For as much well-deserved hype Avengers: Infinity War has earned, it remains Marvel’s second best effort of the year behind Black Panther. As a more cohesive story (thanks in part to only having to really cover the trials and tribulations of one superhero), Black Panther explores much more than even some of the better comic book based movies do, with themes of racism, nationalism, technology sharing, and challenging tradition at the core of its story. It is not a perfect film and has some issues with some of the climactic battle effects looking a little too CGIed, but Black Panther scores pretty damn highly. It is almost a sure lock for the new “Oustanding Achievement in Popular Film” award, so why is that a problem?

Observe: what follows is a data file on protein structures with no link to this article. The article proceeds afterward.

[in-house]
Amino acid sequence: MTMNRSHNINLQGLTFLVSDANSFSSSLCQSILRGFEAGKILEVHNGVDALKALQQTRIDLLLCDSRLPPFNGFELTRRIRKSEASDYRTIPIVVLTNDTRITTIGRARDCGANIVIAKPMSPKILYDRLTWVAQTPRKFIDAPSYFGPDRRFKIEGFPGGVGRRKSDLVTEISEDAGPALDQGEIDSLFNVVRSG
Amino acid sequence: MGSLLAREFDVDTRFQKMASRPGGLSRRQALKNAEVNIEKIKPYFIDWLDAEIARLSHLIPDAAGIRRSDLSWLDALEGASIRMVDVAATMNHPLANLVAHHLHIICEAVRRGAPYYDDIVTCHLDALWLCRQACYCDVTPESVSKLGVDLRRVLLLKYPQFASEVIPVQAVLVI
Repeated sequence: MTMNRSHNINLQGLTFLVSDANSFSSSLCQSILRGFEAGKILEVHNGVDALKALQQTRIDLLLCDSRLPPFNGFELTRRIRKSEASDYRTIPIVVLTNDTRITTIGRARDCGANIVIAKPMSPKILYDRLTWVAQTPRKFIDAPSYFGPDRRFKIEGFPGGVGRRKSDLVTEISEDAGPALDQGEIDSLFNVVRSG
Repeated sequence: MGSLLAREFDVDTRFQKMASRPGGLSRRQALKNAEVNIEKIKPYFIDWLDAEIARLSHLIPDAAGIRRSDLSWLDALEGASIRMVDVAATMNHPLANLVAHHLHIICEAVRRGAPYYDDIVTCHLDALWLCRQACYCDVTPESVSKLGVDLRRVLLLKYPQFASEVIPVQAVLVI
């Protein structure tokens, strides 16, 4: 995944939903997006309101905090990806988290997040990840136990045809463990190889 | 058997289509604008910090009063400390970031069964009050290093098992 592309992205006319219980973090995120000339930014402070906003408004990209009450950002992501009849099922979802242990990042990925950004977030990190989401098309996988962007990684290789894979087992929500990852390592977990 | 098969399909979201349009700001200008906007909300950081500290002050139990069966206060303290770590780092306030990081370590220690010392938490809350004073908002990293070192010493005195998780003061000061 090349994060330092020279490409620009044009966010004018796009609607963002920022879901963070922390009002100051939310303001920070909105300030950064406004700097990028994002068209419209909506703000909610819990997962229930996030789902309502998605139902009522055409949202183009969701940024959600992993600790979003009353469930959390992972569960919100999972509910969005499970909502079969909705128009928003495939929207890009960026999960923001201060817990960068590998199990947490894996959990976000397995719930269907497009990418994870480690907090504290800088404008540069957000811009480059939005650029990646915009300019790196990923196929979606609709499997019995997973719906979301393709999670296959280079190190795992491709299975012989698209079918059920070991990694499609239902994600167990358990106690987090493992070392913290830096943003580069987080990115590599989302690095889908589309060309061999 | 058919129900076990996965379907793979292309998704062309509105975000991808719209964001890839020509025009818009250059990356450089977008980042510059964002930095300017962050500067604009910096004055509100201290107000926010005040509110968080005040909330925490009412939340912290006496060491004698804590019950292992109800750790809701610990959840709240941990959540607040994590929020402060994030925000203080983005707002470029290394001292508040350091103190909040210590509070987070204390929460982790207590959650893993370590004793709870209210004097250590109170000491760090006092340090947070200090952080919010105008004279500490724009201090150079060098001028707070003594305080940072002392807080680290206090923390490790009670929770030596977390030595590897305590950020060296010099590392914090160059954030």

In short, the Academy’s new most popular award is not a good idea and will hurt “fringe” movies. By this I mean, the movies that typically do not get recognized at the Golden Naked Dude Statue Award Show, like comic book-based movies, science fiction and space fantasy, and anything that is able to make oodles of money on its own without an award nomination to boost its ticket sales. In specific regards to comic book stories put on the screen, for many years such movies rarely made a splash in the realm of challenging the status quo outside of the theater, but that has definitely changed. Superhero movies are more than simple popcorn fare now, and a major reason why is The Dark Knight. Chritsopher Nolan’s grounded-in-reality Gotham City saga helped establish a believable Batman, but it was the social moral quandaries posed by the series’ second installment that really elevated the film, and by virtue the comic book genre with it, to a whole new level. The Dark Knight is one of the best films made in the 21st century, and for me it is one of the best of all time, and certainly the best of 2008. Off the top of your head, can you name the five films that were actually nominated for Best Picture that year? I’ve seen four of them, and the other is in my Netflix queue, and each of them I have only seen once, and because of their nomination. Each has its merits, and I enjoyed at least pieces of all, but I have since returned to repeated viewings of The Dark Knight multiple times; I have seen it probably 4-6 times more than all of the combined viewings of the other five nominees from that year. (It was Slumdog Millionaire that won that year, btw. I know, it was just on the tip of your tongue too. Tally ho.)